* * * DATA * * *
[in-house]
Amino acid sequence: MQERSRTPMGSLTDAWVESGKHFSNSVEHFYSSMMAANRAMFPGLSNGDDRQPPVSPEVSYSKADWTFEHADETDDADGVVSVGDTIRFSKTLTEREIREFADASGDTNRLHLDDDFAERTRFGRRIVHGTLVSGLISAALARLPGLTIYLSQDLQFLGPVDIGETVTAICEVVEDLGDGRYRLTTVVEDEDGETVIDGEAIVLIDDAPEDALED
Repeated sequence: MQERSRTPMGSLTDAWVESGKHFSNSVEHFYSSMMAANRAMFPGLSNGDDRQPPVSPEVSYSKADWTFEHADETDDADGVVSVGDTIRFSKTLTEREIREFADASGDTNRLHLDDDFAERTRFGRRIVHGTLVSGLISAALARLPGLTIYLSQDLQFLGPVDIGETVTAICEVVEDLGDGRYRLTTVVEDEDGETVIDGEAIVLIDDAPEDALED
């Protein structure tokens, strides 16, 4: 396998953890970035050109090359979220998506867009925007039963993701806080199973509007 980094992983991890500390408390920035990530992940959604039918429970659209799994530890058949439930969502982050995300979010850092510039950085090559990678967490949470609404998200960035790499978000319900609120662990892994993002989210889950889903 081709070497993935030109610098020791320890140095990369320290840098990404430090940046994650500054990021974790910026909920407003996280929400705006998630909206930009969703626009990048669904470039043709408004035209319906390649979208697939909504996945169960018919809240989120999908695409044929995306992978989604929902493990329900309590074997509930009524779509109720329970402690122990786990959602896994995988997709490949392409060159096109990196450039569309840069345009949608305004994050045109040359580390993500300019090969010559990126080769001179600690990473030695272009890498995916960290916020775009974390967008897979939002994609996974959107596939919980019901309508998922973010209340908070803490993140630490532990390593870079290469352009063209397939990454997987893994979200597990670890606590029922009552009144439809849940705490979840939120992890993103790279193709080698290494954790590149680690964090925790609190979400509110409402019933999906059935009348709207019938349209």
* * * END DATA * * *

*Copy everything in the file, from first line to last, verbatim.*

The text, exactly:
[in-house]
Amino acid sequence: MQERSRTPMGSLTDAWVESGKHFSNSVEHFYSSMMAANRAMFPGLSNGDDRQPPVSPEVSYSKADWTFEHADETDDADGVVSVGDTIRFSKTLTEREIREFADASGDTNRLHLDDDFAERTRFGRRIVHGTLVSGLISAALARLPGLTIYLSQDLQFLGPVDIGETVTAICEVVEDLGDGRYRLTTVVEDEDGETVIDGEAIVLIDDAPEDALED
Repeated sequence: MQERSRTPMGSLTDAWVESGKHFSNSVEHFYSSMMAANRAMFPGLSNGDDRQPPVSPEVSYSKADWTFEHADETDDADGVVSVGDTIRFSKTLTEREIREFADASGDTNRLHLDDDFAERTRFGRRIVHGTLVSGLISAALARLPGLTIYLSQDLQFLGPVDIGETVTAICEVVEDLGDGRYRLTTVVEDEDGETVIDGEAIVLIDDAPEDALED
């Protein structure tokens, strides 16, 4: 396998953890970035050109090359979220998506867009925007039963993701806080199973509007 980094992983991890500390408390920035990530992940959604039918429970659209799994530890058949439930969502982050995300979010850092510039950085090559990678967490949470609404998200960035790499978000319900609120662990892994993002989210889950889903 081709070497993935030109610098020791320890140095990369320290840098990404430090940046994650500054990021974790910026909920407003996280929400705006998630909206930009969703626009990048669904470039043709408004035209319906390649979208697939909504996945169960018919809240989120999908695409044929995306992978989604929902493990329900309590074997509930009524779509109720329970402690122990786990959602896994995988997709490949392409060159096109990196450039569309840069345009949608305004994050045109040359580390993500300019090969010559990126080769001179600690990473030695272009890498995916960290916020775009974390967008897979939002994609996974959107596939919980019901309508998922973010209340908070803490993140630490532990390593870079290469352009063209397939990454997987893994979200597990670890606590029922009552009144439809849940705490979840939120992890993103790279193709080698290494954790590149680690964090925790609190979400509110409402019933999906059935009348709207019938349209």